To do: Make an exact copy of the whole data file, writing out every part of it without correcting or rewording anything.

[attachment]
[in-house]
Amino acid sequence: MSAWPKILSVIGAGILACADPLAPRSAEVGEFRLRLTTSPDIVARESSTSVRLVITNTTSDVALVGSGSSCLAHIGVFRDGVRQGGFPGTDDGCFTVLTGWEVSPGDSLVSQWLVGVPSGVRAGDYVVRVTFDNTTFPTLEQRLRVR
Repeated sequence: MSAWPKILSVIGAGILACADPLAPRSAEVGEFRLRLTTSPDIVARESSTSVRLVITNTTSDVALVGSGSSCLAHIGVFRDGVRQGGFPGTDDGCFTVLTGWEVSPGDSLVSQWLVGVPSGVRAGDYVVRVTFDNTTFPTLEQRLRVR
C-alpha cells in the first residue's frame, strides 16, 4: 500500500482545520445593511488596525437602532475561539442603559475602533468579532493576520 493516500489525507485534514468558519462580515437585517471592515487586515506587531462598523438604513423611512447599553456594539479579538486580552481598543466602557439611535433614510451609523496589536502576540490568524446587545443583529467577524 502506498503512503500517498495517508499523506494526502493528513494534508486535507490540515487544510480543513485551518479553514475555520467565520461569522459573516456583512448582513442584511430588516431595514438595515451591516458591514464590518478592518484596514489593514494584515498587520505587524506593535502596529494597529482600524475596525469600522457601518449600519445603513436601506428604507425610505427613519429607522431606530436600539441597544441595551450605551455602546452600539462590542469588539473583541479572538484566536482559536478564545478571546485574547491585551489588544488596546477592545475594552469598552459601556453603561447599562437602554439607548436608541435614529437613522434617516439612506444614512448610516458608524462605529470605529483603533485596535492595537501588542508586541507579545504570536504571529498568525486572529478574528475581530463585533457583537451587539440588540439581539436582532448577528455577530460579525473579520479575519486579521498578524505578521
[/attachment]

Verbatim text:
[in-house]
Amino acid sequence: MSAWPKILSVIGAGILACADPLAPRSAEVGEFRLRLTTSPDIVARESSTSVRLVITNTTSDVALVGSGSSCLAHIGVFRDGVRQGGFPGTDDGCFTVLTGWEVSPGDSLVSQWLVGVPSGVRAGDYVVRVTFDNTTFPTLEQRLRVR
Repeated sequence: MSAWPKILSVIGAGILACADPLAPRSAEVGEFRLRLTTSPDIVARESSTSVRLVITNTTSDVALVGSGSSCLAHIGVFRDGVRQGGFPGTDDGCFTVLTGWEVSPGDSLVSQWLVGVPSGVRAGDYVVRVTFDNTTFPTLEQRLRVR
C-alpha cells in the first residue's frame, strides 16, 4: 500500500482545520445593511488596525437602532475561539442603559475602533468579532493576520 493516500489525507485534514468558519462580515437585517471592515487586515506587531462598523438604513423611512447599553456594539479579538486580552481598543466602557439611535433614510451609523496589536502576540490568524446587545443583529467577524 502506498503512503500517498495517508499523506494526502493528513494534508486535507490540515487544510480543513485551518479553514475555520467565520461569522459573516456583512448582513442584511430588516431595514438595515451591516458591514464590518478592518484596514489593514494584515498587520505587524506593535502596529494597529482600524475596525469600522457601518449600519445603513436601506428604507425610505427613519429607522431606530436600539441597544441595551450605551455602546452600539462590542469588539473583541479572538484566536482559536478564545478571546485574547491585551489588544488596546477592545475594552469598552459601556453603561447599562437602554439607548436608541435614529437613522434617516439612506444614512448610516458608524462605529470605529483603533485596535492595537501588542508586541507579545504570536504571529498568525486572529478574528475581530463585533457583537451587539440588540439581539436582532448577528455577530460579525473579520479575519486579521498578524505578521